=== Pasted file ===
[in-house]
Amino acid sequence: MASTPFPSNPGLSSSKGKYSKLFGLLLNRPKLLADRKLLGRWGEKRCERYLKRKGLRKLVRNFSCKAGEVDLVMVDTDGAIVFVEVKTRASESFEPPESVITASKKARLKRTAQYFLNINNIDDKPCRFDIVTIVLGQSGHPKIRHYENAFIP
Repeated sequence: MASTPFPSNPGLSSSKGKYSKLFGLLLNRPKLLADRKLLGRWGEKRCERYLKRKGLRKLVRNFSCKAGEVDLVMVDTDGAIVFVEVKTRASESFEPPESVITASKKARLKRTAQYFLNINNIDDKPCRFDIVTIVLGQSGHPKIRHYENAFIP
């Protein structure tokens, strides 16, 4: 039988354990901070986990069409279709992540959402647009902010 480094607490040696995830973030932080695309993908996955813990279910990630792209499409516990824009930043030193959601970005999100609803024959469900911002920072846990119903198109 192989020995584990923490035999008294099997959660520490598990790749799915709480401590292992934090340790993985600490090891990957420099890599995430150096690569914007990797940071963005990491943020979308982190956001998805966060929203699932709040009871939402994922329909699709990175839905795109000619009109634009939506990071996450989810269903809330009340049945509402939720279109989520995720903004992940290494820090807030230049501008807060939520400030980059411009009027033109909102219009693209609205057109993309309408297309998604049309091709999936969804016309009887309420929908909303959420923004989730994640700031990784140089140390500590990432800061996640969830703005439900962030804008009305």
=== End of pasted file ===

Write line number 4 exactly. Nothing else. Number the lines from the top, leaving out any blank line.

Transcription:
């Protein structure tokens, strides 16, 4: 039988354990901070986990069409279709992540959402647009902010 480094607490040696995830973030932080695309993908996955813990279910990630792209499409516990824009930043030193959601970005999100609803024959469900911002920072846990119903198109 192989020995584990923490035999008294099997959660520490598990790749799915709480401590292992934090340790993985600490090891990957420099890599995430150096690569914007990797940071963005990491943020979308982190956001998805966060929203699932709040009871939402994922329909699709990175839905795109000619009109634009939506990071996450989810269903809330009340049945509402939720279109989520995720903004992940290494820090807030230049501008807060939520400030980059411009009027033109909102219009693209609205057109993309309408297309998604049309091709999936969804016309009887309420929908909303959420923004989730994640700031990784140089140390500590990432800061996640969830703005439900962030804008009305």